The Golden State
426 North Fairfax Avenue, Los Angeles CA 90036 (map); 323-782-8331; thegoldenstatecafe.com
Cooking Method: Grilled
Short Order: A couple of childhood friends opened up a neighborhood spot that serves up a very good burger
Want Fries with That? A weak point that is easily handled by the option of substituting numerous tasty alternatives
Prices: The Burger, $10
Notes: Sun. to Thu., 12 p.m - 12 a.m.; Fri. to Sat., 12 p.m. - 1 a.m.
Important note: Great and fairly priced beer and wine choices mean that this casual eatery is destined to be a hipster watering hole.
What kind of restaurant would you open? If you're reading this review, I'd wager you've asked yourself a version of that question. Have you imagined opening a casual, yet elegant room with a perfectly executed menu? Perhaps it's a corner bar where your friends can come for a beer, a visit, and some great food. Maybe it's even a reworking of some family recipes that you've long treasured and dreamed of making available for public consumption.
I have a more intimate relationship to that particular query than most. I grew up measuring my own aesthetic for a restaurant against the one that was the dream of my father. Pop owns a restaurant in New York City called Caffe Cielo. While I am duty-bound to say that it's very good, as the old man will quickly remind me when I offer up some constructive criticism, it's certainly not mine, nor is it my vision, However, it is a part of me; I've done every job (other than chef) that one can have in a medium-sized restaurant. That means I grew up imagining what my restaurant would one day look like.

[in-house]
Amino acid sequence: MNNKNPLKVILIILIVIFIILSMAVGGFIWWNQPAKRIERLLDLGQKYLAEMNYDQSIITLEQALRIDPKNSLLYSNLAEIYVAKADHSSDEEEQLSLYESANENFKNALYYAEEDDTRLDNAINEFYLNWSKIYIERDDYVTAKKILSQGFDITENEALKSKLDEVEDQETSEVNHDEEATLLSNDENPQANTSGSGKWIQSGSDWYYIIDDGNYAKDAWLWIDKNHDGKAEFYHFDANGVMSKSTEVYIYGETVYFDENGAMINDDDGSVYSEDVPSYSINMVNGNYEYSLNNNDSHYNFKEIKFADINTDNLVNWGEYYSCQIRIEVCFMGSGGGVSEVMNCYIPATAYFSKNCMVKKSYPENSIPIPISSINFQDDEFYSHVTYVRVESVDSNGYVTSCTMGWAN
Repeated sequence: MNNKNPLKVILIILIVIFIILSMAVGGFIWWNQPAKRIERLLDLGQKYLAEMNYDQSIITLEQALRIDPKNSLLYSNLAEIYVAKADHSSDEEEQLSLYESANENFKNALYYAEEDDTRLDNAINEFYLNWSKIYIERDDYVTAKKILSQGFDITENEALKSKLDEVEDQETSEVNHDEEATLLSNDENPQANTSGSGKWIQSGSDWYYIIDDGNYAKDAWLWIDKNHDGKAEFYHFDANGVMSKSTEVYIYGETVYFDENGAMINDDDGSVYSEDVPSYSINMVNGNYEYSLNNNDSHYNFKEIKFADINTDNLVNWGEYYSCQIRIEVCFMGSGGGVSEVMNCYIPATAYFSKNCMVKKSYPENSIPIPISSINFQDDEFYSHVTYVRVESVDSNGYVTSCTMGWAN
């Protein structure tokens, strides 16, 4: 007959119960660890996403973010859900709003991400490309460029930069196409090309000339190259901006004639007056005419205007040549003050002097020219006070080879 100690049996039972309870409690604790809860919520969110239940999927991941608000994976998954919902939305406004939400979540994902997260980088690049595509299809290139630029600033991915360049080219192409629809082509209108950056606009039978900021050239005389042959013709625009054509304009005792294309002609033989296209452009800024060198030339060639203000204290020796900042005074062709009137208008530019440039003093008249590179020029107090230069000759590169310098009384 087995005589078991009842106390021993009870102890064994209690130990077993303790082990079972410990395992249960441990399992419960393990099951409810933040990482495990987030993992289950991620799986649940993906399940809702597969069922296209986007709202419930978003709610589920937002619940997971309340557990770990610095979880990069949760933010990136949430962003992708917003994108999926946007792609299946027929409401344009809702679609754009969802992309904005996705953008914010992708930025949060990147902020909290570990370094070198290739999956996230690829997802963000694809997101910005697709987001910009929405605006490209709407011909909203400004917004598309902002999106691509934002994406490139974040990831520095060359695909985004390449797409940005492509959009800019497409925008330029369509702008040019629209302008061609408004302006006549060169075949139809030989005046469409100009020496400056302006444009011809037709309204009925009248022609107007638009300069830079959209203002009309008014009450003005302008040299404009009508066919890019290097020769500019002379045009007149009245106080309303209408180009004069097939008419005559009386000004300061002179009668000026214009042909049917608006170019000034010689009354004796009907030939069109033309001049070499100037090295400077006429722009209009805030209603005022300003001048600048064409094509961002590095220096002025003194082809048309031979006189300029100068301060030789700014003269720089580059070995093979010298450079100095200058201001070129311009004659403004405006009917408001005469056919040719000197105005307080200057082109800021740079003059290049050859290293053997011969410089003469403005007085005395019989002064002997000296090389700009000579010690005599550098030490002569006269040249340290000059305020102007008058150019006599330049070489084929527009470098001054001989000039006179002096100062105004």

When I heard a couple of childhood friends opened up The Golden State on Fairfax Boulevard with the notion that they'd build their version of restaurant perfection I was more than a little intrigued. I wanted to hear what their dreams were and see how the reality measured up. Looking at the menu for the first time left me with a warm and hopeful feeling. The first option offered me? Simply, "The Burger."
Walking through an unassuming and not particularly big storefront, I'm met with an expansive interior that is attractive in that intentionally simple manner. Exposed brick and soaring ceilings give the restaurant a loft-like feel. Most of the space is vertical, but it makes for a comfortable sit in the otherwise small dining area. I walk through the center aisle created by the rows of tables lining either wall. Directly ahead is the open kitchen with a gelato display serving as battlement. Standing guard are two young and committed restaurateurs.